More recently, there was The Assassination of Jesse James by the Coward Robert Ford in 2007, starring Brad Pitt. I've heard good things about it, but I confess I haven't seen it.
I forgot since I couldn't watch it. After what I learned via MacPherson from Stiles (T.J., not P.J., I can't type anything write, sorry
) I wasn't impressed with the choice of Jesse James on the psychology of hero worship and the price of celebrity, etc.
But early in the movie there is a scene where Jessie robs a train. He does so, as near as I could see in the artsy cinematography, by standing his horse in front of the train. We the viewers get shots of train headlight glaring into our brains. The train manages to come to a halt.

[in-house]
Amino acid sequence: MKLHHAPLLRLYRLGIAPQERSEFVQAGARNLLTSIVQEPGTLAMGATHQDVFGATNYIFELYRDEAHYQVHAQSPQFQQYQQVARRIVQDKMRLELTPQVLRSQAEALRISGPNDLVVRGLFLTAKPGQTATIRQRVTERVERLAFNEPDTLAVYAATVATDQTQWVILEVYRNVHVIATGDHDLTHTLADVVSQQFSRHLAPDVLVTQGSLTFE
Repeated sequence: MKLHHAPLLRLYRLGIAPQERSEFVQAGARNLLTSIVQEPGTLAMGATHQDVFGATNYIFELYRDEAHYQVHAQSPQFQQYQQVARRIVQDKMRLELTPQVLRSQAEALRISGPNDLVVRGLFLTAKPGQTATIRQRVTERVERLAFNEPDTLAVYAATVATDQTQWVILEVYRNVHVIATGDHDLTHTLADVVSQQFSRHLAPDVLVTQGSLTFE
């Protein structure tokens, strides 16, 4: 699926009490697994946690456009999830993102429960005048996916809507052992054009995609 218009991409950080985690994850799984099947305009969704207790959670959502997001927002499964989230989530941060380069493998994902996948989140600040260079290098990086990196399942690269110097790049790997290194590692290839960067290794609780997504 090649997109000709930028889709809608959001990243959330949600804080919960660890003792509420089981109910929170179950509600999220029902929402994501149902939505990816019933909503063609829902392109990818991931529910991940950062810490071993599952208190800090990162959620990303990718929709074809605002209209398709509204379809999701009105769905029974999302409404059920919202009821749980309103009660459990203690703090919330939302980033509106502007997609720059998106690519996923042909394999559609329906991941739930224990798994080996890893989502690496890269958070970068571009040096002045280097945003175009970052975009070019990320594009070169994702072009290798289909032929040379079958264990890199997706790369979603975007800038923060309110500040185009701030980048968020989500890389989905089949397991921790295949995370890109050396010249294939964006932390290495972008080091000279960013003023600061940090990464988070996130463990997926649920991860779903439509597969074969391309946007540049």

Most Westerns show barricades barely stopping trains, and more show horsemen galloping madly to leap aboard with dash and panche. Maybe living by a trunk line for the Norfolk & Western (now Norfolk Southern) has given me the false impression about nineteenth century trains. Perhaps they never traveled above five miles per hour at night. But I'm used to trains that often take over a mile
to brake if they're traveling at any appreciable velocity.
There hasn't been such a blow to willing suspension of disbelief since I saw John Sayles' version of Tug Fork river.